Employee audiences or employee stakeholders?
Meeting attendees or meeting participants?
Which do you prefer? And which do you use?
The phrases “employee audiences” and “meeting attendees” should be outlawed, especially when you’re implementing change.
Yet, habits can die hard, as one of my clients admits. (And I’ll confess I’m probably in her face about this, encouraging her to change.) So even though she recognizes the power of the words “stakeholders” and “participants,” she still tends to use the old familiar phrases.
Here’s why you should work to eliminate “employee audience” and “meeting attendee” from your vocabulary.
Employees are not an audience, especially when viewed in light of the official dictionary definition of audience. Audiences traditionally are spectators at a public event. Or they’re a regular public that shows interest, support or enthusiasm.
In today’s environment, you may want your employees as well as your customers to “like” your company’s Facebook page, but you also want them to expand a lot more energy and effort than that.
By comparison, stakeholders have an “investment, share, or interest in something, as a business or industry,” according to the dictionary definition. Since many employees also are shareholders, the term stakeholders, which describes a deeper involvement and commitment than spectators, is a more appropriate descriptor.
Employees take part in conversations. They take actions. They follow through. They influence others. And because they are speaking and acting from a credible position, others can take notice and take action too.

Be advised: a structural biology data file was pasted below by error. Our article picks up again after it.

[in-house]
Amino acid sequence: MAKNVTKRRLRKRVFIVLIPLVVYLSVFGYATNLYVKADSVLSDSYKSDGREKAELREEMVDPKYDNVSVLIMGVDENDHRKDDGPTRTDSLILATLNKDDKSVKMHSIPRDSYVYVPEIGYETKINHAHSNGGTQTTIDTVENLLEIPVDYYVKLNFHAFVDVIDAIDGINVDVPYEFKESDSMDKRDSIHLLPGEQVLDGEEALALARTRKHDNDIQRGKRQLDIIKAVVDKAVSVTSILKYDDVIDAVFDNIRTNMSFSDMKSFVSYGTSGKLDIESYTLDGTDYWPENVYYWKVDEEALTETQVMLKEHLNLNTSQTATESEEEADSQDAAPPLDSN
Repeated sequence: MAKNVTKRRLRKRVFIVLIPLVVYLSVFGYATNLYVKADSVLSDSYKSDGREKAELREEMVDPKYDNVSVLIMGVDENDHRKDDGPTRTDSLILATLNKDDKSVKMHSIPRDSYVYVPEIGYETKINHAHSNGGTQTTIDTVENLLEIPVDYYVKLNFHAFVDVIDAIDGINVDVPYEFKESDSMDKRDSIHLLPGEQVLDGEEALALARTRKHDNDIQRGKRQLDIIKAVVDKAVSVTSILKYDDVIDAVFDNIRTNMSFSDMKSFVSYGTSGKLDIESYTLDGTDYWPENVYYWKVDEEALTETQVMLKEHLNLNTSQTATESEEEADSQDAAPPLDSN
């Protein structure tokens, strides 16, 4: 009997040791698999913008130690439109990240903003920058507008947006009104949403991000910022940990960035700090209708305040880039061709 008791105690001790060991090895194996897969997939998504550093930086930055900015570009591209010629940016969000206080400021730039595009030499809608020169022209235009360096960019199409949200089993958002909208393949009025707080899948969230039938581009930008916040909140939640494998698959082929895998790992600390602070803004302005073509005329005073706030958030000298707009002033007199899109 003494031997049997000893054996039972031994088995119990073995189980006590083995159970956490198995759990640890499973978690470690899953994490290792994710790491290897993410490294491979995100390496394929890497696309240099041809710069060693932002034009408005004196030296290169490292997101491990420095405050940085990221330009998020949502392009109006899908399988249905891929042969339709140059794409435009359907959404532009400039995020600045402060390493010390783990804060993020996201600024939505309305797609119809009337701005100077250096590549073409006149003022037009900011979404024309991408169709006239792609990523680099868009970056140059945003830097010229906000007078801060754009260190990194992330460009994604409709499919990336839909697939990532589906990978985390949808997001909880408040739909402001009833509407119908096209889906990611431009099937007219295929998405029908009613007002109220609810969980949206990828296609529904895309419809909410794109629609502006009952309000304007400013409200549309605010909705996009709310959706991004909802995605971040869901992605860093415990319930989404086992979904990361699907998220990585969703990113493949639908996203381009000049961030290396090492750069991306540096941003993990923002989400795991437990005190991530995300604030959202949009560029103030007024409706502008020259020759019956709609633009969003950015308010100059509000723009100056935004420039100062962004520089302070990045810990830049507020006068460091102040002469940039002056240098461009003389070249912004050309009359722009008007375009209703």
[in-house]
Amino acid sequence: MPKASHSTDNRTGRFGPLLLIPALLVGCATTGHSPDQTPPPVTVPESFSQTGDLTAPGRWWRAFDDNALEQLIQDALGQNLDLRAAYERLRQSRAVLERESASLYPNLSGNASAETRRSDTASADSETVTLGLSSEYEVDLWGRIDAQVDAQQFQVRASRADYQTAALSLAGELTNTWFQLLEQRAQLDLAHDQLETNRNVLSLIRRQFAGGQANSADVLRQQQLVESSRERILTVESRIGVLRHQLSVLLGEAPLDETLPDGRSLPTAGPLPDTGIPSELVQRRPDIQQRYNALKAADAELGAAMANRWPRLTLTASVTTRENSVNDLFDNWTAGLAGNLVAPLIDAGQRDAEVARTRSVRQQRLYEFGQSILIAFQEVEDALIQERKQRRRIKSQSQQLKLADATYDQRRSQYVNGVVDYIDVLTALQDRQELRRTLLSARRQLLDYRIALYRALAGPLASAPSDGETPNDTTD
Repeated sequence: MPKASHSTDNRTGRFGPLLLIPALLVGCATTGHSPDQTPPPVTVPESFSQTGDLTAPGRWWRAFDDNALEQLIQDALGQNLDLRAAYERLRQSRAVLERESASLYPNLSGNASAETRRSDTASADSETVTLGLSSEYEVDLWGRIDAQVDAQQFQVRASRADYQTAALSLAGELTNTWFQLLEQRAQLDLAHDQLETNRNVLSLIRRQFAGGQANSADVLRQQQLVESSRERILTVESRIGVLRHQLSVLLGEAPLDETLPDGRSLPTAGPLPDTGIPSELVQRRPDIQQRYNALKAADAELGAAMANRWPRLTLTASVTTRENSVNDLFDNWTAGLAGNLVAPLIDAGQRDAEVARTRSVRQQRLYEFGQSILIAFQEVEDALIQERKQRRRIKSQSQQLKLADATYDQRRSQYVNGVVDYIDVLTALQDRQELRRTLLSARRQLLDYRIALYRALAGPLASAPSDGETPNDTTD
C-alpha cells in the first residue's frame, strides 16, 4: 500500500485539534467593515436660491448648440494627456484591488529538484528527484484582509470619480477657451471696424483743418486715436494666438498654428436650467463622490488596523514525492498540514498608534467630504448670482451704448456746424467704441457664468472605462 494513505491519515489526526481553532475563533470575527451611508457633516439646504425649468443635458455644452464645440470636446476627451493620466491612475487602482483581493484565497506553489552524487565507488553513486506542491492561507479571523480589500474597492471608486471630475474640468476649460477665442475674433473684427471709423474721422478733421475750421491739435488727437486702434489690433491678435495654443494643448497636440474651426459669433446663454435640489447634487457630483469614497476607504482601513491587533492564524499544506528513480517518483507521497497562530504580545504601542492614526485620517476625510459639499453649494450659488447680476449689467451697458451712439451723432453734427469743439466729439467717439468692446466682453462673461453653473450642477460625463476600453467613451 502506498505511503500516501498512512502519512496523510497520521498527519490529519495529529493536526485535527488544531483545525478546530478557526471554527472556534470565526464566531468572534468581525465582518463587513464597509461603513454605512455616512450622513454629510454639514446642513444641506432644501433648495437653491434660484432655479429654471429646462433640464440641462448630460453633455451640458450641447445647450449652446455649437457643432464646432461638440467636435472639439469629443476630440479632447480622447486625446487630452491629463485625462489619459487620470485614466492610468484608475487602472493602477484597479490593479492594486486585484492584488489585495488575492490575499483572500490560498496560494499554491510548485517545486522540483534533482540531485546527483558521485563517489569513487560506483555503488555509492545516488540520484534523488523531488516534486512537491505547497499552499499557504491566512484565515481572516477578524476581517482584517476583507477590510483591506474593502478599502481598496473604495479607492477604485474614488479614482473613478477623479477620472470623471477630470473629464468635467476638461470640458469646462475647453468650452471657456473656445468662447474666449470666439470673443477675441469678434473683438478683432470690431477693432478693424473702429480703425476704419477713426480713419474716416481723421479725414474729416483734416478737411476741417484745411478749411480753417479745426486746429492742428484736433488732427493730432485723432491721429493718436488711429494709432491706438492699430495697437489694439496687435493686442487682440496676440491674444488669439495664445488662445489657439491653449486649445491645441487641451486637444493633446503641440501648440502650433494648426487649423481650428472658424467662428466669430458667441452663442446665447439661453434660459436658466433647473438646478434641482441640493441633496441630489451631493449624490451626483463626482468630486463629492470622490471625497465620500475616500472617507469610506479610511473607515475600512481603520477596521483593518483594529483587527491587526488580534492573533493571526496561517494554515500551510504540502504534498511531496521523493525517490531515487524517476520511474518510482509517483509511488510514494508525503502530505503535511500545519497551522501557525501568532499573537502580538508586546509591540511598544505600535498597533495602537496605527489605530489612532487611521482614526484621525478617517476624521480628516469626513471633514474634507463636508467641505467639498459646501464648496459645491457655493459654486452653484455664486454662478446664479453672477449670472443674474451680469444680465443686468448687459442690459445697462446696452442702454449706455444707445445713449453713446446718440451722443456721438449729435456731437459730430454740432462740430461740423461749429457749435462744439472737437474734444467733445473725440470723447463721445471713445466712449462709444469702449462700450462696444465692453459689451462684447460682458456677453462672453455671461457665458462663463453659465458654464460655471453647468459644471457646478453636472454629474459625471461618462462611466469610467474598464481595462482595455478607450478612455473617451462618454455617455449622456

Same thing with meeting attendees versus participants. Meeting attendees who don’t have any stake in the game are spectators. And as observers, they’re probably not going to give you their full attention. Their bodies may be in the room, but their minds aren’t. It’s too easy for them to start day dreaming, checking their email, or working on something else.
By contrast, meeting participants are fully present. They recognize that they may be called on, they know they’re going to be involved in some meaningful task during the course of the meeting, and they’ll be asked to do something afterward. Even in this case, you still run the risk of people glancing at their cell phones as many of us hate to delay digital gratification (See Can you delay gratification with your digital devices?) But people generally know the consequences—they could miss something that they’re actively engaged in and excited about.
Are you treating your employees like audience members or stakeholders? And what about your meetings? Are you making sure the attendees are true participants with an active role and follow-up actions?
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